- The Washington Times - Thursday, July 6, 2006

Fairfax County does not have enough money to shore up a popular child day care program for low-income families, after the House of Delegates last week killed Gov. Timothy M. Kaine’s plan to use some state savings to offset a cut in federal funding.

“It’s millions of dollars we don’t have,” said Gerald E. Connolly, chairman of the Fairfax County Board of Supervisors. “I don’t know that there is anything we can do.”

Mr. Connolly, a Democrat, said the reduction in federal funds could affect as many as 1,900 children.

Each month, the county has provided non-mandated subsidized child care services for 6,500 children of families that earn between $20,000 to $30,000 a year. The goal is to help families cover the $12,000 a year in average child care costs, Mr. Connolly said.

Under the program, qualified families pay a percentage of their child care costs based on their income. The rest has been paid with federal funds funneled through the state, and matching local funds.

“Without subsidized assistance, individuals may be forced to stop working, pay an extraordinary portion of their income for child care, or use substandard child care supervision,” Mr. Connolly wrote in a June 29 letter to Mr. Kaine.

Now Virginia is redirecting those federal funds toward mandated social programs, and Fairfax County, which adopted a new budget May 1, cannot cover the additional cost, Mr. Connolly said.

Fairfax County officials asked Mr. Kaine to use his executive power to bridge the funding gap. Kevin Hall, the governor’s spokesman, said the administration is exploring its options, but “frankly, they’re limited.”

Last month, Mr. Kaine, a Democrat, suggested a budget amendment that would have helped cover the shift in federal funding with $6 million in savings from the state budget that expired June 30.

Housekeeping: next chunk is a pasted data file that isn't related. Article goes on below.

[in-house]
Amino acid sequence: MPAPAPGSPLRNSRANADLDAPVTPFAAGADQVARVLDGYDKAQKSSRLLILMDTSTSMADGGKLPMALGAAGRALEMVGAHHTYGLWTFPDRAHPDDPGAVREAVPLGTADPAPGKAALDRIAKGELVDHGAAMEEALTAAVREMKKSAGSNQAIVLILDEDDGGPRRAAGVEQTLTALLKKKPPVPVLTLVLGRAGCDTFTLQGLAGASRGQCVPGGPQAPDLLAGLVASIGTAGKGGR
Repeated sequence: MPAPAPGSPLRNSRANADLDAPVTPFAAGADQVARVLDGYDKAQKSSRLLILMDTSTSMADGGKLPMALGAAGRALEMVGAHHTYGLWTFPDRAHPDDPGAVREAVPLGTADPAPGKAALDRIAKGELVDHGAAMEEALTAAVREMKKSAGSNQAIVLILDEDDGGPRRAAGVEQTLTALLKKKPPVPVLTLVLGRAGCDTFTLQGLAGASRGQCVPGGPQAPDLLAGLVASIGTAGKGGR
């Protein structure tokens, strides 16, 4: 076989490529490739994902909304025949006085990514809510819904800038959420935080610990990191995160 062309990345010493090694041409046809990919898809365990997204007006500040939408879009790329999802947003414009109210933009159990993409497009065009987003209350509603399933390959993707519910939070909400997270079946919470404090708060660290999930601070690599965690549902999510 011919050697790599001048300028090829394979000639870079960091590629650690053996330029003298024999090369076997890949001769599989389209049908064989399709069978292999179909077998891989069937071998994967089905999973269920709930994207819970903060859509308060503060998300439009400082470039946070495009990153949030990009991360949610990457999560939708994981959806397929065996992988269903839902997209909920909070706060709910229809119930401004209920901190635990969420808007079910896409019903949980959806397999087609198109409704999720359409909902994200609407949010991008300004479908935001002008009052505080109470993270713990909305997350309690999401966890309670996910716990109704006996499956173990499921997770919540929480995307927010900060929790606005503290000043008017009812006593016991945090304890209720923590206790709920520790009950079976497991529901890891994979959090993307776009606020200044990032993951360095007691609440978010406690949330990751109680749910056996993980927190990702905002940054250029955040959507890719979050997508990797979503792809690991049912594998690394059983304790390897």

But on the final day of the legislative session, Delegate David B. Albo, Fairfax County Republican, suggested lumping 16 of the governor’s proposed amendments into one vote, including the $6 million — about $5 million for Fairfax County — for subsidized child care programs, and the amendments were defeated 51-36.

“I found it shocking that this one was one of the items,” said Delegate Vivian E. Watts, Fairfax County Democrat.

Mr. Albo said the House Republican Caucus found it “very strange” that after fighting over new funding for transportation for more than 150 days, Mr. Kaine could find $29 million to spend on other services.

Mr. Kaine said the budget delay allowed his administration to have current numbers on unspent balances and an almost “real time” projection of lottery proceeds.

Mr. Albo said the House Republican Caucus still thought it was important to set aside budget savings for the special session on transportation this fall, rather than go along with the governor’s plan to, among other things, subsidize child care.

“I had to decide, do I want money for roads or do I want money for other stuff? I chose roads,” Mr. Albo said.

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